Our friends at the International Labor Rights Forum (ILRF) are lobbying for a provision in the pending U.S. Farm Bill that establishes a voluntary certification system in which companies can verify that their products are not made with child and slave labor. But Cargill and Archer Daniels Midland (ADM) are lobbying intensely to kill the provision. Why? As the ILRF points out, this is a purely voluntary system, and a corporation that is following international law should have nothing to fear.

  • Food Price Crisis

    Food prices have been increasing sharply. According to the World Bank, global food prices have climbed by 83% over the last three years. The real price of rice rose to a 19-year high in March 2008, an increase of 50% in two weeks alone while the real price of wheat hit a 28-year high, triggering an international crisis.

  • Agribusinesses Abandon Agricultural Pact, Hurting Small Farmers

    Food activists, scientists, and representatives from governments and corporations around the world will begin meeting in Johannesburg on Monday, April 7th, to finalize a report on how the world can tackle the deeply interrelated issues of hunger, poverty, power, and global agriculture.

    But global agribusinesses Monsanto, Syngenta, and BASF have refused to participate. They complained recently that genetic modification of agriculture was under-valued by the 4,000 scientists and experts working on the report, and that the report should not have stated that biotechnology in agriculture poses risks.

  • Expansion of Biotechnology in Brazil Augments Rural Conflicts

    On March 7 several hundred people occupied a research site of the U.S.-based agricultural biotechnology giant Monsanto in the state of São Paulo, Brazil, and destroyed the greenhouse and experimental plots of genetically-modified (GM) corn. Participants in the act, members of the international farmers' organization La Vía Campesina, stated in a note that the act was to protest the Brazilian government's decision in February to legalize Monsanto's GM Guardian® corn, which was recently banned in France, Austria, and Hungary due to risks to the environment and human health.

  • A Message for Monsanto: Beet It!

    It's safe to say that beets have never been a hot topic in the U.S. financial world.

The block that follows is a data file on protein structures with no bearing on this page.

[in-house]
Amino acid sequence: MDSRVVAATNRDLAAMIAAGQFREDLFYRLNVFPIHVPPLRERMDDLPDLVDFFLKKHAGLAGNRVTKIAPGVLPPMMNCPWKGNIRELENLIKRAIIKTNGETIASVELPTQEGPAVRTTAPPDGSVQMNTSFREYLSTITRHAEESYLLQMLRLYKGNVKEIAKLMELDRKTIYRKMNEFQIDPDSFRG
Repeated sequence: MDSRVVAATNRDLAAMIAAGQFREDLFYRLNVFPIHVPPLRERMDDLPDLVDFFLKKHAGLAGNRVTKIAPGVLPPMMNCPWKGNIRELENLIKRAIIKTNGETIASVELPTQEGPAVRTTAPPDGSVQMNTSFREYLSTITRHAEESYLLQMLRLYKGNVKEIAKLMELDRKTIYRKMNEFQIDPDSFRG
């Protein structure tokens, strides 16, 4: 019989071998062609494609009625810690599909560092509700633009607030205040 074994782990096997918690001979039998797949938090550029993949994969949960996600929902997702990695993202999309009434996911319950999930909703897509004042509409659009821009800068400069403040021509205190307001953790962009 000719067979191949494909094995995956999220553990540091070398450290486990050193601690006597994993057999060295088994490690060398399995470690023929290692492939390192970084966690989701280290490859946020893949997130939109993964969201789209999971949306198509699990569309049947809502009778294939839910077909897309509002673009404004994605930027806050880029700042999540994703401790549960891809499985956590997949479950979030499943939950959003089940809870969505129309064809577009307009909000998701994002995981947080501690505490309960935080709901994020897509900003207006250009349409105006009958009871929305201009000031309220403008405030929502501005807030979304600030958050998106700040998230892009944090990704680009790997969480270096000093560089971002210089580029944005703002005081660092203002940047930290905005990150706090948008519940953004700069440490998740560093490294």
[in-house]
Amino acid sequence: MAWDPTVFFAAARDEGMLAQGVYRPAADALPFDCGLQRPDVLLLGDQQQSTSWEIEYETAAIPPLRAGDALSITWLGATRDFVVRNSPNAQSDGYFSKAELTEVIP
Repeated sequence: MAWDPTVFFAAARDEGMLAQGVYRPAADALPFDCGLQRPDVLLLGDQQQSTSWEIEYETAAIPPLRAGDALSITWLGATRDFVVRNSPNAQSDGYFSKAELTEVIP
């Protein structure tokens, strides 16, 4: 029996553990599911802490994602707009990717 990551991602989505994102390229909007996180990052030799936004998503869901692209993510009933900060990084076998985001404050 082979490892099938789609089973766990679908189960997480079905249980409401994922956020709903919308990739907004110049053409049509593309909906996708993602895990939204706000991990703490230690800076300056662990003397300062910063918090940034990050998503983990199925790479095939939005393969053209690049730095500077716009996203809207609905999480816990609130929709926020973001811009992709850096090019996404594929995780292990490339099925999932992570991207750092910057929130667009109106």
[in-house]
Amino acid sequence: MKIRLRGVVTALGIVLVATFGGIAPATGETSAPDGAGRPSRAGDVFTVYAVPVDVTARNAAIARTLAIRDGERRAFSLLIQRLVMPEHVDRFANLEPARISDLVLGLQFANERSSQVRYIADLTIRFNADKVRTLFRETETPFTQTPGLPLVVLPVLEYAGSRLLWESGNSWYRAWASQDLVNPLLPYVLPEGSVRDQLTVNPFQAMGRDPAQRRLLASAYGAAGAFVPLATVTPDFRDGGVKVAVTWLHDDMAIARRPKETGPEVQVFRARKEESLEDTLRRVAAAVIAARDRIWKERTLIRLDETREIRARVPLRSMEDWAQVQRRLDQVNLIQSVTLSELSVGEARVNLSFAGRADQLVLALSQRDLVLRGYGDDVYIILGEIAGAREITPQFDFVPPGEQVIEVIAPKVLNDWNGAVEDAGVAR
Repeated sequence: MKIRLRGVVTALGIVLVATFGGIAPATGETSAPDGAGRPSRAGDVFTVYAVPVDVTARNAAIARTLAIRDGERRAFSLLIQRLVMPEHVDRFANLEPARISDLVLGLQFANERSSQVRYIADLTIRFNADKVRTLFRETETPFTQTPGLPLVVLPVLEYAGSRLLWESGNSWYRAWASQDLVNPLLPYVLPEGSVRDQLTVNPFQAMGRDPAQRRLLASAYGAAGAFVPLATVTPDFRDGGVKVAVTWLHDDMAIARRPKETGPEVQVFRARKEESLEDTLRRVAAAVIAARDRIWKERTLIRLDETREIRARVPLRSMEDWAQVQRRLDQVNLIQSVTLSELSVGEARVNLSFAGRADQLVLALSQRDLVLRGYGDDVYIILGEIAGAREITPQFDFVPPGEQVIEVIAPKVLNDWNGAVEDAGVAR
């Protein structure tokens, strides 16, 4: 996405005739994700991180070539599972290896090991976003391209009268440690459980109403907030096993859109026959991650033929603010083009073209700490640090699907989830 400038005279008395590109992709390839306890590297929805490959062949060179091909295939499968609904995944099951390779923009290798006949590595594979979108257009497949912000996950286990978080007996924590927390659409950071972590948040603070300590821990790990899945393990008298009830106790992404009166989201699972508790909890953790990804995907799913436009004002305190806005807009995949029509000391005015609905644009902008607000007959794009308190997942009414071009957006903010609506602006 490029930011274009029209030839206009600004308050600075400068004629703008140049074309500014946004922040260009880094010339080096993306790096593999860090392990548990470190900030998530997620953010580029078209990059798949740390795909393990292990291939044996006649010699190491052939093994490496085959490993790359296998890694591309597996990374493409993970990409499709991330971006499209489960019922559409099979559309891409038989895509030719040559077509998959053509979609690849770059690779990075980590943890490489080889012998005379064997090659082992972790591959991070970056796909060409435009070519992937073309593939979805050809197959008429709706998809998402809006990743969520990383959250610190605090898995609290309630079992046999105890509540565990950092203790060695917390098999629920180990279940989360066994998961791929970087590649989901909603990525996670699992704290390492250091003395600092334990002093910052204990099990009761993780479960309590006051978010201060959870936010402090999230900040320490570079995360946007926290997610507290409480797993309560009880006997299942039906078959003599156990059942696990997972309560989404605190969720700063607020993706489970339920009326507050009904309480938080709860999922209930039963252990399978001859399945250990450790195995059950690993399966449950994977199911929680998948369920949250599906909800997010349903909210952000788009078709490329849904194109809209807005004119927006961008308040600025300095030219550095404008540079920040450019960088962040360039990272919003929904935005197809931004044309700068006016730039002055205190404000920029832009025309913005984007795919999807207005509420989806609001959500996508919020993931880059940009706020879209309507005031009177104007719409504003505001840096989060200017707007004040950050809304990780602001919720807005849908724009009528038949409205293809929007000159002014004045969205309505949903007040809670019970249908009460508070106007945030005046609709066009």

But now a group of more than 300 socially-concerned institutional investors is asking consumers to urge major food corporations not to buy genetically engineered sugar beets. The Interfaith Center on Corporate Responsibility (ICCR) has launched a web site that helps consumers write effective letters to corporations like Kraft and Heinz about their desire not to see Monsanto's soon-to-be-released "Roundup Ready" sugar beets used in food products.

  • Free-Trade Failures from Canada to Colombia

    Free-Trade Failures from Canada to Colombia: Stop SPP and the Colombia FTA

    Learn about the Security and Prosperity Partnership of North America, a "super-NAFTA" package of trade and security initiatives organized behind closed doors between corporate leadership and the Mexican, Canadian, and US governments, and the Colombia Trade Promotion Agreement (Colombia FTA), a "free-trade" deal built on a history of neoliberal repression of workers rights.

    Find out how you can stop these undemocratic pro-corporate giveaways, and protect the rights of people, communities, and ecosystems threatened by "free trade."

    Speakers include:

  • Why Local and Fair Trade are Two Sides of the Same Coin

    Suddenly everyones talking about local: Local is the new organic, were told. Farmers markets are springing up in food co-operative and church parking lots and on Main Streets throughout the country. More people are joining CSAs (community supported agriculture) and choosing locally grown products in their grocery stores. And as this trend continues, more and more consumers are starting to ask hard questions about where their food comes from and how its grown, who are the people growing it and under what conditions, and equally important of course, whos making the decisions that control our food choices and whos making the profits from those purchases?